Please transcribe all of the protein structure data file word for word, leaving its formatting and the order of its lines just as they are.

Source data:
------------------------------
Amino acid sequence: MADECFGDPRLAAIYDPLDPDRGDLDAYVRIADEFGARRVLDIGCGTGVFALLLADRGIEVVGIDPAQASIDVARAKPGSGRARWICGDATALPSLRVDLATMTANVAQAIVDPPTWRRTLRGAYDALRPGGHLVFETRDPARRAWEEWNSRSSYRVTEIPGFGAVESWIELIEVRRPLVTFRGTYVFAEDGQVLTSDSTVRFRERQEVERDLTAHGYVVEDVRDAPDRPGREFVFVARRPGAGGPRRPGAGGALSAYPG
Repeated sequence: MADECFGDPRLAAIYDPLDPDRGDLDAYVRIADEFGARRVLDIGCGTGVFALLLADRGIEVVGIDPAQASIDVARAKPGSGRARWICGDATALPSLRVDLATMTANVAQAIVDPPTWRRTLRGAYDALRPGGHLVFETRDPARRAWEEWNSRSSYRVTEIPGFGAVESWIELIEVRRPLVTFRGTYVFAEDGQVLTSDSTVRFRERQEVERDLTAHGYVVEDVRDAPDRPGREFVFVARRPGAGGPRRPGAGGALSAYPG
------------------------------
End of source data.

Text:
Amino acid sequence: MADECFGDPRLAAIYDPLDPDRGDLDAYVRIADEFGARRVLDIGCGTGVFALLLADRGIEVVGIDPAQASIDVARAKPGSGRARWICGDATALPSLRVDLATMTANVAQAIVDPPTWRRTLRGAYDALRPGGHLVFETRDPARRAWEEWNSRSSYRVTEIPGFGAVESWIELIEVRRPLVTFRGTYVFAEDGQVLTSDSTVRFRERQEVERDLTAHGYVVEDVRDAPDRPGREFVFVARRPGAGGPRRPGAGGALSAYPG
Repeated sequence: MADECFGDPRLAAIYDPLDPDRGDLDAYVRIADEFGARRVLDIGCGTGVFALLLADRGIEVVGIDPAQASIDVARAKPGSGRARWICGDATALPSLRVDLATMTANVAQAIVDPPTWRRTLRGAYDALRPGGHLVFETRDPARRAWEEWNSRSSYRVTEIPGFGAVESWIELIEVRRPLVTFRGTYVFAEDGQVLTSDSTVRFRERQEVERDLTAHGYVVEDVRDAPDRPGREFVFVARRPGAGGPRRPGAGGALSAYPG